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US Senate Republicans push back against anti 'judge shopping' policy

Published 03/14/2024, 11:53 AM
Updated 03/14/2024, 02:11 PM
© Reuters. FILE PHOTO: Senate Minority Leader Mitch McConnell (R-KY) speaks during a press conference following the weekly Senate caucus luncheons on Capitol Hill in Washington, U.S., March 12, 2024. REUTERS/Craig Hudson/File Photo

By Nate Raymond

(Reuters) -U.S. Senate Republicans on Thursday pushed the federal judiciary to rethink a new policy designed to curb the practice of "judge shopping" used by conservative litigants to steer cases challenging President Joe Biden's agenda to judges perceived as sympathetic.

Senate Minority Leader Mitch McConnell on the Senate floor said he hoped the U.S. Judicial Conference, the judiciary's policymaking body, would reconsider the "half-baked" policy it adopted on Tuesday designed to ensure that cases challenging federal and state laws are randomly assigned judges.

McConnell called it an "unforced error" by the 26-member Judicial Conference, which he said "took the bait" from Democrats who complained about lawsuits by conservative litigants in single-judge courthouses, or divisions, in Texas with Republican-appointed judges.

The Judicial Conference is presided over by conservative Chief U.S. Supreme Court Justice John Roberts.

Under the new policy, lawsuits seeking to block federal or state laws would not remain in such a single-judge division but instead be assigned a judge randomly throughout a larger federal district.

"This will have no practical effect in the venues favored by liberal activists, but Democrats are still salivating at the possibility of shutting down access to justice in the venues favored by conservatives," McConnell said.

In letters sent to several chief judges of district courts affected by the policy, McConnell, of Kentucky, and Republican Senators John Cornyn of Texas and Thom Tillis of North Carolina urged them to continue their existing practices, citing a statute they said gave the local courts sole discretion to decide how cases are assigned.

The Administrative Office of the U.S. Courts, the judiciary's administrative arm, did not respond to a request for comment.

Republican state attorneys general and activists had seized on local rules in Texas to sue in small courthouses in the state whose one or two judges were appointed by Republican presidents, enabling them to essentially choose judges who have reliably ruled in their favor on issues like abortion, immigration and gun control.

In one of those cases, U.S. District Judge Matthew Kacsmaryk - an appointee of Republican former President Donald Trump - in the single-judge division of Amarillo, Texas, in April suspended approval of the abortion pill mifepristone.

The U.S. Supreme Court has allowed the pill to remain on the market while it considers an appeal in the case, set for argument on March 26.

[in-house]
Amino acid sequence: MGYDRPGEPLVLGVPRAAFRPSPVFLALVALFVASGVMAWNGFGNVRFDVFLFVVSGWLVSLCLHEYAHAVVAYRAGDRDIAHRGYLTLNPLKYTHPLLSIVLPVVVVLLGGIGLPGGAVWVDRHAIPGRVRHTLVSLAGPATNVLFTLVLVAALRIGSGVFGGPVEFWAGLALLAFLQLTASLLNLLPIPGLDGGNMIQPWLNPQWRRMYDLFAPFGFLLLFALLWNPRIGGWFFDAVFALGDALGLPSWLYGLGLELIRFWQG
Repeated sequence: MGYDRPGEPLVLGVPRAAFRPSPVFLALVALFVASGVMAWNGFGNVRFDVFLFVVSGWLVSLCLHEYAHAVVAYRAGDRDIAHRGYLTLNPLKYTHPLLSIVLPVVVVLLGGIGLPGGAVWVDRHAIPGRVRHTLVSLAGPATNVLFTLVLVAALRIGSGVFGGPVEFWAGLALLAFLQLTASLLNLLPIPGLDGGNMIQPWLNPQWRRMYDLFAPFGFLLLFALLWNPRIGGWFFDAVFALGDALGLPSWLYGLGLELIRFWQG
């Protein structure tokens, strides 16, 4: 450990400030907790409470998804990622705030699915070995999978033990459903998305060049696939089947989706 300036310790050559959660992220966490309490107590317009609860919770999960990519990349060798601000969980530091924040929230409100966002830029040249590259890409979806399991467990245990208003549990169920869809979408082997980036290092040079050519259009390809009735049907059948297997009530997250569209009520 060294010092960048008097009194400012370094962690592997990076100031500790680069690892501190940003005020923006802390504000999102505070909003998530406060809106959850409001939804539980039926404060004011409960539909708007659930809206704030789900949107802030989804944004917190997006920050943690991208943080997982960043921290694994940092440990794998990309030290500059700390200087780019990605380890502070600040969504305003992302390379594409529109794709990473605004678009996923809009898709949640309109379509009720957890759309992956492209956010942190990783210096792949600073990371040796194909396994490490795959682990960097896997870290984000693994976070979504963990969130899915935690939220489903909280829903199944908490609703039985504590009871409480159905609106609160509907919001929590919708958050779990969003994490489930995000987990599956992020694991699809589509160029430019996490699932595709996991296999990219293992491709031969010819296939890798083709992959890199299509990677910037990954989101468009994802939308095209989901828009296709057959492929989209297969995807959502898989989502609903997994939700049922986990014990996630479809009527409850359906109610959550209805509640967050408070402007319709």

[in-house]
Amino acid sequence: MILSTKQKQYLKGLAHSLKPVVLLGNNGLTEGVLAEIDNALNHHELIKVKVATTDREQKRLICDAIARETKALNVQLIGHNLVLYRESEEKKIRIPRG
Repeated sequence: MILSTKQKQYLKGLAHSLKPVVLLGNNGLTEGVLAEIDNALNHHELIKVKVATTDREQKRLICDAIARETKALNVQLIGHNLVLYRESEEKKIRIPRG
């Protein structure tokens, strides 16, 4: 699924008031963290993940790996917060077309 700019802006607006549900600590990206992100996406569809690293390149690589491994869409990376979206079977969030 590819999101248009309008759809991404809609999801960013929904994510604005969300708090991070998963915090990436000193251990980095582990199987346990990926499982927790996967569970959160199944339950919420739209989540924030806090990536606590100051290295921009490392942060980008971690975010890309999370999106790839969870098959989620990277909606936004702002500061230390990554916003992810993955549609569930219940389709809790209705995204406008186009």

The Texas cases prompted calls from Democratic lawmakers, the Biden administration, the American Bar Association and others for the judiciary to ensure cases challenging national policies are heard by a random judge.

Judicial policymakers in announcing the new policy said it promotes public confidence in the courts by ensuring a litigant cannot pre-select a judge by filing in a one-judge division.

The chair of the Judicial Conference's executive committee, conservative U.S. Circuit Judge Jeffrey Sutton, on Tuesday called the policy a "good idea."

But some conservative judges have criticized the policy change, and McConnell on Thursday said it did not address the real issue, which he said is increasing instances of a single judge issuing injunctions blocking federal policies nationwide, rather than just the judge's own jurisdiction.

That occurred frequently during Trump's administration in cases that Democratic state attorneys general and others filed in venues like California's Northern District, but those courthouses have multiple judges who could be randomly assigned cases.

McConnell said rather than working with Republicans to "eliminate a practice that gores the oxen of both parties," Democrats convinced the Judicial Conference to adopt a policy that will "just restrict the access to conservative judges."

© Reuters. FILE PHOTO: Senate Minority Leader Mitch McConnell (R-KY) speaks during a press conference following the weekly Senate caucus luncheons on Capitol Hill in Washington, U.S., March 12, 2024. REUTERS/Craig Hudson/File Photo

McConnell will leave his leadership position following the November elections, in which Republicans hope to retake control of the Senate. In Thursday's speech, he did not call for legislation to reverse the Judicial Conference's policy.

But he warned that "if Republicans see a federal judiciary that is using its procedural independence to wade into political disputes, any incentive we may have to defend that procedural independence will vanish, as well."

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